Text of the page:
The Conti ransomware affiliate program appears to have altered its business plan recently. Organizations infected with Conti’s malware who refuse to negotiate a ransom payment are added to Conti’s victim shaming blog, where confidential files stolen from victims may be published or sold. But sometime over the past 48 hours, the cybercriminal syndicate updated its victim shaming blog to indicate that it is now selling access to many of the organizations it has hacked.
“We are looking for a buyer to access the network of this organization and sell data from their network,” reads the confusingly worded message inserted into multiple recent victim listings on Conti’s shaming blog.
It’s unclear what prompted the changes, or what Conti hopes to gain from the move. It’s also not obvious why they would advertise having hacked into companies if they plan on selling that access to extract sensitive data going forward. Conti did not respond to requests for comment.
“I wonder if they are about to close down their operation and want to sell data or access from an in-progress breach before they do,” said Fabian Wosar, chief technology officer at computer security firm Emsisoft. “But it’s somewhat stupid to do it that way as you will alert the companies that they have a breach going on.”
The unexplained shift comes as policymakers in the United States and Europe are moving forward on efforts to disrupt some of the top ransomware gangs. Reuters recently reported that the U.S. government was behind an ongoing hacking operation that penetrated the computer systems of REvil, a ransomware affiliate group that experts say is about as aggressive and ruthless as Conti in dealing with victims. What’s more, REvil was among the first ransomware groups to start selling its victims’ data.
REvil’s darknet victim shaming site remains offline. In response, a representative for the Conti gang posted a long screed on Oct. 22 to a Russian language hacking forum denouncing the attack on REvil as the “unilateral, extraterritorial, and bandit-mugging behavior of the United States in world affairs.”
“Is there a law, even an American one, even a local one in any county of any of the 50 states, that legitimize such indiscriminate offensive action?” reads the Conti diatribe. “Is server hacking suddenly legal in the United States or in any of the US jurisdictions? Suppose there is such an outrageous law that allows you to hack servers in a foreign country. How legal is this from the point of view of the country whose servers were attacked? Infrastructure is not flying there in space or floating in neutral waters. It is a part of someone’s sovereignty.”
Conti’s apparent new direction may be little more than another ploy to bring victim companies to the negotiating table, as in “pay up or someone will pay for your data or long-term misery if you don’t.”
Or maybe something just got lost in the translation from Russian (Conti’s blog is published in English). But by shifting from the deployment of ransomware malware toward the sale of stolen data and network access, Conti could be aligning its operations with many competing ransomware affiliate programs that have recently focused on extorting companies in exchange for a promise not to publish or sell stolen data.
However, as Digital Shadows points out in a recent ransomware roundup, many ransomware groups are finding it difficult to manage data-leak sites, or hosting stolen data on the dark web for download.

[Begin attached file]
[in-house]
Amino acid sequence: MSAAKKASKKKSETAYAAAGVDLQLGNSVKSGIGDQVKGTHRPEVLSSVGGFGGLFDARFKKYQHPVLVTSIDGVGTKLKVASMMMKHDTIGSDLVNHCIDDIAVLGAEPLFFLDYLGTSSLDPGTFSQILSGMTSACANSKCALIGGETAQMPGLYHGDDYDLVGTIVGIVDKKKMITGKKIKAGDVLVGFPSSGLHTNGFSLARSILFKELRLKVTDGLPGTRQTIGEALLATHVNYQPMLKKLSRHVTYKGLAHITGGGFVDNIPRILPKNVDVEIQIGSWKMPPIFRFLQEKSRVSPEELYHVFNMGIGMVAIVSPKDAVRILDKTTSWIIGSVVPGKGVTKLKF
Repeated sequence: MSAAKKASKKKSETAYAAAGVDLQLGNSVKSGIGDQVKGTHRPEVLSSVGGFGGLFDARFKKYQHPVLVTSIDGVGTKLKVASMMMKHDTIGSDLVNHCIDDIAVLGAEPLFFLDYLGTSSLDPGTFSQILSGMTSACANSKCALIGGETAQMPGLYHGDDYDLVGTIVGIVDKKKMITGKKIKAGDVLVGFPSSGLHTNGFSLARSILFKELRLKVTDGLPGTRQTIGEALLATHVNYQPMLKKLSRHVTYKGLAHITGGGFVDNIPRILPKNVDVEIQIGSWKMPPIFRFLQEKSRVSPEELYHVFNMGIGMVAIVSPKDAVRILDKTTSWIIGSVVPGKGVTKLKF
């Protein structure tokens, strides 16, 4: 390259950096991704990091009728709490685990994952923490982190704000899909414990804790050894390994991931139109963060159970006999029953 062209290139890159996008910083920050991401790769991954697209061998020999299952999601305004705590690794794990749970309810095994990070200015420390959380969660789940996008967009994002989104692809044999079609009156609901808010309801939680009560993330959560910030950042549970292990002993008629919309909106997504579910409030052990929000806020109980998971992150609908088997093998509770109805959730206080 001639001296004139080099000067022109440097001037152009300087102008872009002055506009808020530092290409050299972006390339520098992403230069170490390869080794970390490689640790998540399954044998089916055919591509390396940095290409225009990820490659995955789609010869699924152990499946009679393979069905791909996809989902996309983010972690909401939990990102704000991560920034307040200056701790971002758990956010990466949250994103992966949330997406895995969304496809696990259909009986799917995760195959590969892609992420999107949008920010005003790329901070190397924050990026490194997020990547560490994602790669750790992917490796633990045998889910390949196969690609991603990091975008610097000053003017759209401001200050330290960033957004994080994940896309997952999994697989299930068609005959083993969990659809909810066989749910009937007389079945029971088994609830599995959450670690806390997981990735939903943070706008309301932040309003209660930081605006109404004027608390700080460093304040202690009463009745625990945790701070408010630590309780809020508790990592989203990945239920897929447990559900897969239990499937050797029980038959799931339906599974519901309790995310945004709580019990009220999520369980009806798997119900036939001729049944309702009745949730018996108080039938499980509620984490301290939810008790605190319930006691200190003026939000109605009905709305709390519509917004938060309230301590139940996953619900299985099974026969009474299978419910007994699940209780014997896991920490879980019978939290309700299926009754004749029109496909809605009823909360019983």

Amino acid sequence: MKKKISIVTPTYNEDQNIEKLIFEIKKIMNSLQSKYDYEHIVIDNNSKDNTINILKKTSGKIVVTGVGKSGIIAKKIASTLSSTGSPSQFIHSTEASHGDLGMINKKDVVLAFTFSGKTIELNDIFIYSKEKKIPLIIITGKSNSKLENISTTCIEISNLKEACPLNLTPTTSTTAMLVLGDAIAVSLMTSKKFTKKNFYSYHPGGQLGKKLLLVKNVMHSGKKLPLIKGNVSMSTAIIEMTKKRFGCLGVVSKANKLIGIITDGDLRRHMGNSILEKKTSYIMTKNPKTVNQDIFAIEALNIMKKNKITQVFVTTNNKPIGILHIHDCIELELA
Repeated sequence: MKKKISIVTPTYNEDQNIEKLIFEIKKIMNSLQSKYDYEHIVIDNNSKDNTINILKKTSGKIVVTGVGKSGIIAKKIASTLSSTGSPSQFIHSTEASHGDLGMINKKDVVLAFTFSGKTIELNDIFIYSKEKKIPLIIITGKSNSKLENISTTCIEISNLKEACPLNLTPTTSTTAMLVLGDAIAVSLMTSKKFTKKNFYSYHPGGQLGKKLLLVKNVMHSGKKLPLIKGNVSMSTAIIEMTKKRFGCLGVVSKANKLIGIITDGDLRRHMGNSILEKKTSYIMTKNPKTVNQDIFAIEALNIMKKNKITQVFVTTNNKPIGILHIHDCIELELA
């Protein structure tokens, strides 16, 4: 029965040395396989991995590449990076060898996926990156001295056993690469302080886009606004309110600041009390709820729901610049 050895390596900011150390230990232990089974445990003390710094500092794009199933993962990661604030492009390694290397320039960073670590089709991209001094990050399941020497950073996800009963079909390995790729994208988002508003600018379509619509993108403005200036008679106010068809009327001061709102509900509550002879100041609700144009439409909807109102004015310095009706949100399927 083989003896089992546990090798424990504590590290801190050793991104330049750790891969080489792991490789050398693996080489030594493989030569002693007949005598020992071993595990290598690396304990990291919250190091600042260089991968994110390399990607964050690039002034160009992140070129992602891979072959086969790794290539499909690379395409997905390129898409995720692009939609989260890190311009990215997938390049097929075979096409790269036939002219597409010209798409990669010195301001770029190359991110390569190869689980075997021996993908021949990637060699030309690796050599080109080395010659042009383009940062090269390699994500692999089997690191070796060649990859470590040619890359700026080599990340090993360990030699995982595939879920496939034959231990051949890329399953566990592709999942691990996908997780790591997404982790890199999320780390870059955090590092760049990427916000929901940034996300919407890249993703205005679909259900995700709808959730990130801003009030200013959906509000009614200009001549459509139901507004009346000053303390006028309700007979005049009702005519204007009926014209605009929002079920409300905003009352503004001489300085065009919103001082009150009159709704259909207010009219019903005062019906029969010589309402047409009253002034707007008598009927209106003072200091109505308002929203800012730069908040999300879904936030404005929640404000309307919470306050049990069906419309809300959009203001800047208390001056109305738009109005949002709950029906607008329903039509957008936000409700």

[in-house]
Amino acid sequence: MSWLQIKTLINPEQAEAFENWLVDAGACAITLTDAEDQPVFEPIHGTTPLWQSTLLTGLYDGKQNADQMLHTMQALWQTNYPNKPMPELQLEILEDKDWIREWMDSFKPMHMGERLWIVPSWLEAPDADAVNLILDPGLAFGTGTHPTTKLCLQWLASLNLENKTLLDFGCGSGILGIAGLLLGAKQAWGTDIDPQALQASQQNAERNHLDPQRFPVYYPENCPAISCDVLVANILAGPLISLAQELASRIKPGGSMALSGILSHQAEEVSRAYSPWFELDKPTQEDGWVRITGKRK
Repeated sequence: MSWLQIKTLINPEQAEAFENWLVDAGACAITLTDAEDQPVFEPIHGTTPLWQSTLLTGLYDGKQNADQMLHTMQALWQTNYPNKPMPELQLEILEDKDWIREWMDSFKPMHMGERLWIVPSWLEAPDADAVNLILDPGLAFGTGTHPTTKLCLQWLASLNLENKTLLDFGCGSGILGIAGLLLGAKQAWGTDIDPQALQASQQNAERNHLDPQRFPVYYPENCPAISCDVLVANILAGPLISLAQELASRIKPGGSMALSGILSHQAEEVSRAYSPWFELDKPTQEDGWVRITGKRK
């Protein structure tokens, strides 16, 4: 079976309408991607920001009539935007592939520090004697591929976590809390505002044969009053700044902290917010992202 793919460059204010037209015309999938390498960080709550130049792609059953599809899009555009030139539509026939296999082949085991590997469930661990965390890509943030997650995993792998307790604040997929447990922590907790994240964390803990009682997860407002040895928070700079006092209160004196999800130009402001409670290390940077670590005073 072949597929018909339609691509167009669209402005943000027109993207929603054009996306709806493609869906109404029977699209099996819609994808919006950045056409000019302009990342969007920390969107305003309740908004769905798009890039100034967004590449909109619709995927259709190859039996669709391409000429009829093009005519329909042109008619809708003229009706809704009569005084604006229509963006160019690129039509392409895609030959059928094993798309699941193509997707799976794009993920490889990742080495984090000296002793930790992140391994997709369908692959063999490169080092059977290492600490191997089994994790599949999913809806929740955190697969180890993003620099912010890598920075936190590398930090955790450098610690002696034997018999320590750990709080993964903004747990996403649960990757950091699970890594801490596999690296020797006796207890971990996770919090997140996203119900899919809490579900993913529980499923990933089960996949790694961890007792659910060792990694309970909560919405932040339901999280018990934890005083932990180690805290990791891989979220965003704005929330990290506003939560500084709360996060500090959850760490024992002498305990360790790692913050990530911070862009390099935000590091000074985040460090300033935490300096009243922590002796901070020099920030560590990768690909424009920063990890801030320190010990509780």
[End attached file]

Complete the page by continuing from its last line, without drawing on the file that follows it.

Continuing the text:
After all, when it takes weeks to download one victim’s data via Tor — if indeed the download succeeds at all — the threat of leaking sensitive data as a negotiation tactic loses some of its menace. It’s also a crappy user experience. This has resulted in some ransomware groups exposing data using public file-sharing websites, which are faster and more reliable but can be taken down through legal means quite quickly.
Data leak sites also can offer investigators a potential way to infiltrate ransomware gangs, as evidenced by the recent reported compromise of the REvil gang by U.S. authorities.
“On 17 Oct 2021, a representative of the REvil ransomware gang took it to a Russian-speaking criminal forum to reveal that their data-leak sites had been ‘hijacked’,” Digital Shadows’ Ivan Righi wrote. “The REvil member explained that an unknown individual accessed the hidden services of REvil’s website’s landing page and blog using the same key owned by the developers. The user believed that the ransomware gang’s servers had been compromised and the individual responsible for the compromise was ‘looking for’ him.”
A recent report by Mandiant revealed that FIN12 — the group believed to be responsible for both Conti and the Ryuk ransomware operation — has managed to conduct ransomware attacks in less than 3 days, compared to more than 12 days for attacks involving data exfiltration.
Seen through those figures, perhaps Conti is merely seeking to outsource more of the data exfiltration side of the business (for a fee, of course) so that it can focus on the less time-intensive but equally profitable racket of deploying ransomware.
“As Q4 comes near, it will be interesting to see if issues relating to managing data leak sites will discourage new ransomware groups [from pursuing] the path of data-leak sites, or what creative solutions they will create to work around these issues,” Righi concluded. “The Ryuk ransomware group has proven itself to remain effective and a top player in the ransomware threat landscape without the need for a data-leak site. In fact, Ryuk has thrived by not needing a data leak site and data exfiltration.”
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